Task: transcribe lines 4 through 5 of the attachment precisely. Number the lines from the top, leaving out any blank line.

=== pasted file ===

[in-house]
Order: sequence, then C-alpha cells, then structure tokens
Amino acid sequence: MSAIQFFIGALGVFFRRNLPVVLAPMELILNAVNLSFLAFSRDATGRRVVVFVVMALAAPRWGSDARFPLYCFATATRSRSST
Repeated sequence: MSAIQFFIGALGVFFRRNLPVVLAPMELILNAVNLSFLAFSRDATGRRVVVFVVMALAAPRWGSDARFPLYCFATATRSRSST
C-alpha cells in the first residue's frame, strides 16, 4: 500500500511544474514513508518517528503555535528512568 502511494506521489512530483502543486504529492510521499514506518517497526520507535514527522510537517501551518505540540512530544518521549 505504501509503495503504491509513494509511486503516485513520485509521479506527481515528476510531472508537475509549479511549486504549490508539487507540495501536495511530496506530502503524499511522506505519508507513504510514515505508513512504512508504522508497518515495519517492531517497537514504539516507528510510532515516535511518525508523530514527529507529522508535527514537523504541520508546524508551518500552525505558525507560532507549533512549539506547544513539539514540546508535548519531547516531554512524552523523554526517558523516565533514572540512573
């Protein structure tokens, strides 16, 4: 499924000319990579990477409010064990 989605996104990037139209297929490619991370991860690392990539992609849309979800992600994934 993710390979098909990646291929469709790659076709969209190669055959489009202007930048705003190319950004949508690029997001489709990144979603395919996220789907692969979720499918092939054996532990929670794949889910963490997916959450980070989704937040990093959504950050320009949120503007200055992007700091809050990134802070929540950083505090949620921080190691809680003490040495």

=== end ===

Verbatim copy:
Repeated sequence: MSAIQFFIGALGVFFRRNLPVVLAPMELILNAVNLSFLAFSRDATGRRVVVFVVMALAAPRWGSDARFPLYCFATATRSRSST
C-alpha cells in the first residue's frame, strides 16, 4: 500500500511544474514513508518517528503555535528512568 502511494506521489512530483502543486504529492510521499514506518517497526520507535514527522510537517501551518505540540512530544518521549 505504501509503495503504491509513494509511486503516485513520485509521479506527481515528476510531472508537475509549479511549486504549490508539487507540495501536495511530496506530502503524499511522506505519508507513504510514515505508513512504512508504522508497518515495519517492531517497537514504539516507528510510532515516535511518525508523530514527529507529522508535527514537523504541520508546524508551518500552525505558525507560532507549533512549539506547544513539539514540546508535548519531547516531554512524552523523554526517558523516565533514572540512573